The Delaware Department of Natural Resources and Environmental Control’s Division of Parks & Recreation announced April 26 that it acquired 86 acres of land in Yorklyn to expand the recently-created Auburn Valley State Park.

The preservation of the two parcels, each about 43 acres in size, will enable future expansion of recreational activities at the 452-acre park. The new land acquisition by DNREC will also benefit the Red Clay Creek watershed by protecting important headwaters and lands along a tributary to the creek.

DNREC’s Division of Parks & Recreation acquired the property from the children of the Nancy Reynolds Cooch family. The sale was made possible through a donation from The Nature Conservancy in Delaware and grant funding through Mt. Cuba Center, ensuring that the land becoming part of the park will be preserved in its undeveloped state. The remaining funds were provided by the Delaware Open Space Program and secured by DNREC’s Division of Parks & Recreation.

The Open Space Program was created by the Land Protection Act in 1990, with the goal of protecting land for recreation, wildlife habitat, state forests and lands of historical and cultural importance. Gov. John Carney’s 2019 budget provided $10 million in funding for the program.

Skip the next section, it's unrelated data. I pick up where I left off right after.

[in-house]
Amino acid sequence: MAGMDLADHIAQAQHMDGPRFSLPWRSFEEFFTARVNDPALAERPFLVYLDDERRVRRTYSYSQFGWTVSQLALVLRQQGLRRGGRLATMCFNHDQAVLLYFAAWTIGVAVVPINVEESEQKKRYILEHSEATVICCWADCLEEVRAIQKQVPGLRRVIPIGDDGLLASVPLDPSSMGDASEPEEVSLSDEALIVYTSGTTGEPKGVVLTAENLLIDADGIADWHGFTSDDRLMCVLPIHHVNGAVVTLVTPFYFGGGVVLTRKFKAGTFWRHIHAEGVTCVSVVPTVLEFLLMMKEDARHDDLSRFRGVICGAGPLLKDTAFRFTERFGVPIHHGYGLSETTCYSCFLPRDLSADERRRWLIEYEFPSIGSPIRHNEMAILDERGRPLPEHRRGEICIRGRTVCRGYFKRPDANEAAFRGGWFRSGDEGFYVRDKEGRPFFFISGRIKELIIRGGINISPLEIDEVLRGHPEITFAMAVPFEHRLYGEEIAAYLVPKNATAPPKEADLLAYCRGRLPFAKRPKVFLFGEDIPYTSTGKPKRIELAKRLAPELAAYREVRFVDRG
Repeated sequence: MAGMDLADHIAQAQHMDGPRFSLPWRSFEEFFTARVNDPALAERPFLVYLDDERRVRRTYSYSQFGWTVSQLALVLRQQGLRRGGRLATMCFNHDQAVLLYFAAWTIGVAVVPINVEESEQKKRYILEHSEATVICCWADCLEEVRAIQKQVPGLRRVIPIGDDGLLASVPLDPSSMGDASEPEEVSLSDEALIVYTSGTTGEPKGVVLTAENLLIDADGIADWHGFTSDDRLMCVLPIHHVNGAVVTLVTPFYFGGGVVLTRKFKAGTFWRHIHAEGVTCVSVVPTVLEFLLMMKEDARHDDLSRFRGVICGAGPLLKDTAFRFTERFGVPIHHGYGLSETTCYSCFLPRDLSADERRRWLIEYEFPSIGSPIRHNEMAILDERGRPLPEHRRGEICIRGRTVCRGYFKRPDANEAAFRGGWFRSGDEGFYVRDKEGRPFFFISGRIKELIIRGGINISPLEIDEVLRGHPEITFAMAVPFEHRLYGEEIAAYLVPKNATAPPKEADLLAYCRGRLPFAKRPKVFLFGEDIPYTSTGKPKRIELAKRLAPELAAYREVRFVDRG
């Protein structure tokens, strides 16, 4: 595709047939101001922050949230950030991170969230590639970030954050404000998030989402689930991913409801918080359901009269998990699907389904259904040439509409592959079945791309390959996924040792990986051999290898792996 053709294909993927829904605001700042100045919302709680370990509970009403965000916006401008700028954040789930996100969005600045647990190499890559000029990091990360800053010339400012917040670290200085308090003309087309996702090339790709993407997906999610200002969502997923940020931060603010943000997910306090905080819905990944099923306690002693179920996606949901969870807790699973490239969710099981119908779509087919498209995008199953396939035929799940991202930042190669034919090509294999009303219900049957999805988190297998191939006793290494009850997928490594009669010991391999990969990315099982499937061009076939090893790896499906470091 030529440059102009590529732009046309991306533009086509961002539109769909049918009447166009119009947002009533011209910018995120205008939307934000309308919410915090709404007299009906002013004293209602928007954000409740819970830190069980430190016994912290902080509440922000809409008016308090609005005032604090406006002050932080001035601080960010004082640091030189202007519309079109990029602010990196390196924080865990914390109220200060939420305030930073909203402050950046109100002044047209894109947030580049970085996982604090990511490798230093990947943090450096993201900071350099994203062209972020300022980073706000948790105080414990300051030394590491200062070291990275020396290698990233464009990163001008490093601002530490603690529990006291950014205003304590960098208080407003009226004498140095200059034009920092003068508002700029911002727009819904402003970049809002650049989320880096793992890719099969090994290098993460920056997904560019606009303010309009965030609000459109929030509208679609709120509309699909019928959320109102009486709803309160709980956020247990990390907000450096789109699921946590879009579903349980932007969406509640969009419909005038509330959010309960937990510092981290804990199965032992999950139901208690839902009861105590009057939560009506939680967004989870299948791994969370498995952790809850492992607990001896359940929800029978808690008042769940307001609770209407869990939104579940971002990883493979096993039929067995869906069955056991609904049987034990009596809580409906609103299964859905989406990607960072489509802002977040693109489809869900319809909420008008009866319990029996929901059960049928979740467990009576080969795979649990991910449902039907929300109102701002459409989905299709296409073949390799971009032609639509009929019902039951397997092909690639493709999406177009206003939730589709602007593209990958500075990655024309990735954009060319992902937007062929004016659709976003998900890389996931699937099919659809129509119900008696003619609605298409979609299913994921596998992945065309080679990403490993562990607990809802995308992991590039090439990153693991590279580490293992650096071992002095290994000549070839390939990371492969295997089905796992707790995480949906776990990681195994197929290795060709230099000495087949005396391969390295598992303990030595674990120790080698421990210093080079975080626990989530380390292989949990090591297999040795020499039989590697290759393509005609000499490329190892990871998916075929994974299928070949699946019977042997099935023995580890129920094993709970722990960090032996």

The new parcels of undeveloped lands comprise a mix of hardwood forest and grasslands, and also include a stream that eventually flows into the Red Clay Creek, a source of drinking water for New Castle County. One of the new parcels shares a border with the 121-acre Oversee Farm, another part of Auburn Valley State Park acquired with assistance from the Nature Conservancy in Delaware. Protecting an additional 86 acres provides a wildlife migration corridor through privately and publicly owned lands that extend well into Pennsylvania.